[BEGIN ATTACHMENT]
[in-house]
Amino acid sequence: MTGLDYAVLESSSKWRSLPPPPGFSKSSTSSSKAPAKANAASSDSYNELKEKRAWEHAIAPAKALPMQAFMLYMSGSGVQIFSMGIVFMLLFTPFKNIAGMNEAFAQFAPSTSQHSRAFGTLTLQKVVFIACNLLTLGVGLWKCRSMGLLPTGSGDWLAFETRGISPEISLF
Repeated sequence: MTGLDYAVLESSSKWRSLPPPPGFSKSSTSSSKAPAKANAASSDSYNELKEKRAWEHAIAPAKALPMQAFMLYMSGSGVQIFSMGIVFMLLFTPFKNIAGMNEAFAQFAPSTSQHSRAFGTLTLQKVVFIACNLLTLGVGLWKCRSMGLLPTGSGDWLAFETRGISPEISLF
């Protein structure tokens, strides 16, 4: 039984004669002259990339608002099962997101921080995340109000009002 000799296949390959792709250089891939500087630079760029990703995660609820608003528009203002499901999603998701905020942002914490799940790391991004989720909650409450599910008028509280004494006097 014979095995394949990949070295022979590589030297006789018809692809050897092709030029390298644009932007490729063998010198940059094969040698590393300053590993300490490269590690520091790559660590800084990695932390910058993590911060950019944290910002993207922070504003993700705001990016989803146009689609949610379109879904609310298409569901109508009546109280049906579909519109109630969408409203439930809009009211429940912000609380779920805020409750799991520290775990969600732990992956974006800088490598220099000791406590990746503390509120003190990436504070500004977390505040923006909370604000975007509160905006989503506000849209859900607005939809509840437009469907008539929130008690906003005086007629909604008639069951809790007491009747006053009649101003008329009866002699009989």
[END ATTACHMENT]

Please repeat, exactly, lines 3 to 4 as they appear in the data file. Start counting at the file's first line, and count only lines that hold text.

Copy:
Repeated sequence: MTGLDYAVLESSSKWRSLPPPPGFSKSSTSSSKAPAKANAASSDSYNELKEKRAWEHAIAPAKALPMQAFMLYMSGSGVQIFSMGIVFMLLFTPFKNIAGMNEAFAQFAPSTSQHSRAFGTLTLQKVVFIACNLLTLGVGLWKCRSMGLLPTGSGDWLAFETRGISPEISLF
């Protein structure tokens, strides 16, 4: 039984004669002259990339608002099962997101921080995340109000009002 000799296949390959792709250089891939500087630079760029990703995660609820608003528009203002499901999603998701905020942002914490799940790391991004989720909650409450599910008028509280004494006097 014979095995394949990949070295022979590589030297006789018809692809050897092709030029390298644009932007490729063998010198940059094969040698590393300053590993300490490269590690520091790559660590800084990695932390910058993590911060950019944290910002993207922070504003993700705001990016989803146009689609949610379109879904609310298409569901109508009546109280049906579909519109109630969408409203439930809009009211429940912000609380779920805020409750799991520290775990969600732990992956974006800088490598220099000791406590990746503390509120003190990436504070500004977390505040923006909370604000975007509160905006989503506000849209859900607005939809509840437009469907008539929130008690906003005086007629909604008639069951809790007491009747006053009649101003008329009866002699009989």